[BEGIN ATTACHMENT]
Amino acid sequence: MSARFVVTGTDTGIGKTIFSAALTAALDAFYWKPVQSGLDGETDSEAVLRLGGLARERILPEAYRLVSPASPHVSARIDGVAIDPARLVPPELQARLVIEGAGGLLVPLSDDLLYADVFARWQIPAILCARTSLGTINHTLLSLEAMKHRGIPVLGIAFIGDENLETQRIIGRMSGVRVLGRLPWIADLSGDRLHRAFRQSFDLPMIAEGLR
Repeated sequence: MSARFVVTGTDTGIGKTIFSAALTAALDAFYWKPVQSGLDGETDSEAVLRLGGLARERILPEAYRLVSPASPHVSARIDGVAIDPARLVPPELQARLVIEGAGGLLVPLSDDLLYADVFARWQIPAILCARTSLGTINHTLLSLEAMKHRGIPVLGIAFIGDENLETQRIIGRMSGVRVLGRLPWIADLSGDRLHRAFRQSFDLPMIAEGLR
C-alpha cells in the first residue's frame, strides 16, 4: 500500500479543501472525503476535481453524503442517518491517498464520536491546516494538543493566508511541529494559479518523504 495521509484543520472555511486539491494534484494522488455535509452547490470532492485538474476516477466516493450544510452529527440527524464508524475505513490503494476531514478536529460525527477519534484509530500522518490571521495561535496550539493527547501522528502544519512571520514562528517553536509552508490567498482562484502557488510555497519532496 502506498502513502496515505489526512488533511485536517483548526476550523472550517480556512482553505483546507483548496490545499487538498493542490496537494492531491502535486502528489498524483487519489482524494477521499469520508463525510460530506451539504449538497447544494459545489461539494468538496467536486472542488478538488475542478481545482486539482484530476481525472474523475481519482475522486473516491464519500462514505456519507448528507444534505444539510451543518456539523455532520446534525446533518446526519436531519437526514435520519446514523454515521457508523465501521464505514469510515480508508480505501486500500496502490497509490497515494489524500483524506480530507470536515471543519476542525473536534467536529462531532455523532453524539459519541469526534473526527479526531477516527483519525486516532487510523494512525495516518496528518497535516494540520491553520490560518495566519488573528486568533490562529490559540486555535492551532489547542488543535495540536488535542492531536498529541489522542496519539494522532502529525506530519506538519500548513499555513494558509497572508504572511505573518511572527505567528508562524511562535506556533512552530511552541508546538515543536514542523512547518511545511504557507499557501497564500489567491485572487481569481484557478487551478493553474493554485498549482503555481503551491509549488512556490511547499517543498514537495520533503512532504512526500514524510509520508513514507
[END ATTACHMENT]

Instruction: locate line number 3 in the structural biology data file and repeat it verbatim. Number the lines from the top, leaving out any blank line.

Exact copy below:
C-alpha cells in the first residue's frame, strides 16, 4: 500500500479543501472525503476535481453524503442517518491517498464520536491546516494538543493566508511541529494559479518523504 495521509484543520472555511486539491494534484494522488455535509452547490470532492485538474476516477466516493450544510452529527440527524464508524475505513490503494476531514478536529460525527477519534484509530500522518490571521495561535496550539493527547501522528502544519512571520514562528517553536509552508490567498482562484502557488510555497519532496 502506498502513502496515505489526512488533511485536517483548526476550523472550517480556512482553505483546507483548496490545499487538498493542490496537494492531491502535486502528489498524483487519489482524494477521499469520508463525510460530506451539504449538497447544494459545489461539494468538496467536486472542488478538488475542478481545482486539482484530476481525472474523475481519482475522486473516491464519500462514505456519507448528507444534505444539510451543518456539523455532520446534525446533518446526519436531519437526514435520519446514523454515521457508523465501521464505514469510515480508508480505501486500500496502490497509490497515494489524500483524506480530507470536515471543519476542525473536534467536529462531532455523532453524539459519541469526534473526527479526531477516527483519525486516532487510523494512525495516518496528518497535516494540520491553520490560518495566519488573528486568533490562529490559540486555535492551532489547542488543535495540536488535542492531536498529541489522542496519539494522532502529525506530519506538519500548513499555513494558509497572508504572511505573518511572527505567528508562524511562535506556533512552530511552541508546538515543536514542523512547518511545511504557507499557501497564500489567491485572487481569481484557478487551478493553474493554485498549482503555481503551491509549488512556490511547499517543498514537495520533503512532504512526500514524510509520508513514507